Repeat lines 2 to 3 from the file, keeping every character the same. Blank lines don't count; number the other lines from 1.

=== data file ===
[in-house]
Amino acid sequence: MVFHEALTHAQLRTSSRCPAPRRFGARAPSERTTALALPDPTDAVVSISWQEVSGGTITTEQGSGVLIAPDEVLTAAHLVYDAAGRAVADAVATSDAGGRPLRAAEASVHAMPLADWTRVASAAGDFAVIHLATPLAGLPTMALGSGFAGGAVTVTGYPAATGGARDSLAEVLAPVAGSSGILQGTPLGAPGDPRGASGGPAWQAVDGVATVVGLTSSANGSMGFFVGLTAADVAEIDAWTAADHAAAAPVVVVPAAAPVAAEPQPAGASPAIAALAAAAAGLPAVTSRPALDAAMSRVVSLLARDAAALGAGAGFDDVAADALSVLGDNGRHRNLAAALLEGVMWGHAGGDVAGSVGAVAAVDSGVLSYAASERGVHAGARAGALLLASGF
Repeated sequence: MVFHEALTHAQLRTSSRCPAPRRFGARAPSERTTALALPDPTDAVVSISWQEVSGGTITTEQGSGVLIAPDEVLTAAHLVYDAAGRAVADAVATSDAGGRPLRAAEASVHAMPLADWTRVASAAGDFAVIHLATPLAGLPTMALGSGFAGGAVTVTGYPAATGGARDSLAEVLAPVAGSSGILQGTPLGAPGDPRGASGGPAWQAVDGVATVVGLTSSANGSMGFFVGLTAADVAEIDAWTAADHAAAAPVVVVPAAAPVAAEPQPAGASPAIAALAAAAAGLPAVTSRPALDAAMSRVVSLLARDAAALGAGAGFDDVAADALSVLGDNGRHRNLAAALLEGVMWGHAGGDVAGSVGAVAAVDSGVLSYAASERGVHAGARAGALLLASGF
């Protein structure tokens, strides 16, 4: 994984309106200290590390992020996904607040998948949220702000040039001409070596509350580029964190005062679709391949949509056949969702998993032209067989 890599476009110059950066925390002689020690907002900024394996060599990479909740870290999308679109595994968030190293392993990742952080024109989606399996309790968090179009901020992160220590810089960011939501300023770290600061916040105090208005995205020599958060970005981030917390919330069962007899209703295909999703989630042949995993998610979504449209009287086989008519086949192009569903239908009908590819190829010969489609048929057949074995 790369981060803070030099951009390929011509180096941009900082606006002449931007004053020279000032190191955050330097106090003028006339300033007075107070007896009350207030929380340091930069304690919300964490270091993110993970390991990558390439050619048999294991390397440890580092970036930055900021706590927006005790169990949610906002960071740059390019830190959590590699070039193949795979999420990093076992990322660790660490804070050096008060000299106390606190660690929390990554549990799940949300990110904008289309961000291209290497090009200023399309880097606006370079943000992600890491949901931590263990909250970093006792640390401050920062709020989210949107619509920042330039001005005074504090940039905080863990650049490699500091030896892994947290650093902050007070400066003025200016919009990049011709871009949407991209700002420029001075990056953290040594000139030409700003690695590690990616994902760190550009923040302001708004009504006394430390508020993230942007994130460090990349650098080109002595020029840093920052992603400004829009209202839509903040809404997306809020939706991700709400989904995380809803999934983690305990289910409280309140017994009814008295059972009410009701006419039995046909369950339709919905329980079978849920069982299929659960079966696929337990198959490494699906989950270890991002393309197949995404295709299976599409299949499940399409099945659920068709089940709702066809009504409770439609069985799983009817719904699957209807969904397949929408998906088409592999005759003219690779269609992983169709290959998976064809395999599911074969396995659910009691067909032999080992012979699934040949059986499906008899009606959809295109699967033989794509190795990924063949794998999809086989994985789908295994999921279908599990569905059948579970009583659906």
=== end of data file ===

Amino acid sequence: MVFHEALTHAQLRTSSRCPAPRRFGARAPSERTTALALPDPTDAVVSISWQEVSGGTITTEQGSGVLIAPDEVLTAAHLVYDAAGRAVADAVATSDAGGRPLRAAEASVHAMPLADWTRVASAAGDFAVIHLATPLAGLPTMALGSGFAGGAVTVTGYPAATGGARDSLAEVLAPVAGSSGILQGTPLGAPGDPRGASGGPAWQAVDGVATVVGLTSSANGSMGFFVGLTAADVAEIDAWTAADHAAAAPVVVVPAAAPVAAEPQPAGASPAIAALAAAAAGLPAVTSRPALDAAMSRVVSLLARDAAALGAGAGFDDVAADALSVLGDNGRHRNLAAALLEGVMWGHAGGDVAGSVGAVAAVDSGVLSYAASERGVHAGARAGALLLASGF
Repeated sequence: MVFHEALTHAQLRTSSRCPAPRRFGARAPSERTTALALPDPTDAVVSISWQEVSGGTITTEQGSGVLIAPDEVLTAAHLVYDAAGRAVADAVATSDAGGRPLRAAEASVHAMPLADWTRVASAAGDFAVIHLATPLAGLPTMALGSGFAGGAVTVTGYPAATGGARDSLAEVLAPVAGSSGILQGTPLGAPGDPRGASGGPAWQAVDGVATVVGLTSSANGSMGFFVGLTAADVAEIDAWTAADHAAAAPVVVVPAAAPVAAEPQPAGASPAIAALAAAAAGLPAVTSRPALDAAMSRVVSLLARDAAALGAGAGFDDVAADALSVLGDNGRHRNLAAALLEGVMWGHAGGDVAGSVGAVAAVDSGVLSYAASERGVHAGARAGALLLASGF